HC Deb 19 December 1963 vol 686 cc1415-6
12. Mr. Frank Allaun

asked the Minister of Education if he will make a statement on the working of the quota system for teachers; and to what extent authorities are employing unqualified teachers.

Sir E. Boyle

I would refer the hon. Member to my reply to the hon. Member for Sunderland, North (Mr. Willey) of 13th December. With regard to the last part of the Question, in October, 1963, there were nearly 5,000 unqualified full-time temporary and occasional teachers in service, representing 1.7 per cent of all full-time teachers.

Mr. Allaun

Does the Minister think it fair to children that they should be taught by boys and girls who themselves have just left school and have no qualifications? Is he aware that in some of the industrial working-class areas the authorities are actually having to increase substantially the number of completely unqualified and untrained teachers?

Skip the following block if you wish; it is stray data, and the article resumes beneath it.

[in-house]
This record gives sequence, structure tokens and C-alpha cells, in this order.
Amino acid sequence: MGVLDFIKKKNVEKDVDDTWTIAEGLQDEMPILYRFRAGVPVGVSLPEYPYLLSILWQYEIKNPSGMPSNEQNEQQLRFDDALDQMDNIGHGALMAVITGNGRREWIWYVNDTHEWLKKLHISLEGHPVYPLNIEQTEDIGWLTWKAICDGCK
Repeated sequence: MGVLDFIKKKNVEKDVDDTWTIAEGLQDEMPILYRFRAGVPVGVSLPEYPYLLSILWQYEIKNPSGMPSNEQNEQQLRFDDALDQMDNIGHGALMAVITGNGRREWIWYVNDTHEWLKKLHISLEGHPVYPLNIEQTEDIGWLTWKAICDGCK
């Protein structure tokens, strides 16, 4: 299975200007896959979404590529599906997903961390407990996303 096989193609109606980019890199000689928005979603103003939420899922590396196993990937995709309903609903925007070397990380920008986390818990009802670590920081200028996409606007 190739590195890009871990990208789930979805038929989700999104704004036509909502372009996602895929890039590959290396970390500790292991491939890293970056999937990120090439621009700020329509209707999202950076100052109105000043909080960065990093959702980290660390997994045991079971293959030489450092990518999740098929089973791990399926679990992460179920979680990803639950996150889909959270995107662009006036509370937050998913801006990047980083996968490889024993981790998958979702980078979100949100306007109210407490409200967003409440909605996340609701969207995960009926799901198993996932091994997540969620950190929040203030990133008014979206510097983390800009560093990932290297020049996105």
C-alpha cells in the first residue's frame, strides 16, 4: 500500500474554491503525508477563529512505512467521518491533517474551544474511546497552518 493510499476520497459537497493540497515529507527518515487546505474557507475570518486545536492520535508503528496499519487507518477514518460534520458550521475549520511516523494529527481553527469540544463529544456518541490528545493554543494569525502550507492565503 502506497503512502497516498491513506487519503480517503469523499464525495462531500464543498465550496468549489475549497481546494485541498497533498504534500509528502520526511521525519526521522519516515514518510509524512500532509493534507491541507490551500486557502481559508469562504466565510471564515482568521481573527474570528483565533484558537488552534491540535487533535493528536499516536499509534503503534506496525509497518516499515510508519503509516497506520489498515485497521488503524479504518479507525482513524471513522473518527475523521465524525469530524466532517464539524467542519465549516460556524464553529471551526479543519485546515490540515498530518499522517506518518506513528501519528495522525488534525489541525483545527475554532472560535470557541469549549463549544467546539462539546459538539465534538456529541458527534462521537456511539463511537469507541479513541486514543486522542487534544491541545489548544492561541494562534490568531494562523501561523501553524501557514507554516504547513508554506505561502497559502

Sir E. Boyle

As the hon. Member knows, we are expanding the training colleges more rapidly than any other part of our higher education system. There are some areas where the authorities need helps to assist in the schools and where this arrangement works extremely well. I would not like to take too dogmatic a stand on this point.

Mr. Willey

When can we expect a further report from the National Advisory Council on the supply and training of teachers?

Sir E. Boyle

I should not, at this stage, like to say when the next report can be expected. As the hon. Member knows, the Advisory Council is fully at work.

Dr. King

Is the Minister aware that while the quota system has some defects, which he himself is endeavouring to remedy, as long as teachers are in short supply the quota system secures for places like Birmingham their fair ration of teachers, and will he resist any attempts to scrap the system?

Sir E. Boyle

As a Birmingham Member, as well as Minister, I am obliged to the hon. Member for what he has said. Since the quota was introduced, the difference in staffing standards between the best and the worst placed areas has been nearly halved. The quotas for January, 1965, which I shall announce tomorrow in a circular, should enable all local authorities to make a small improvement in staffing standards. The circular will show that I have decided to extend to two years the period of exemption from the quota of married women returning to teaching after a break. That is a reasonable concession.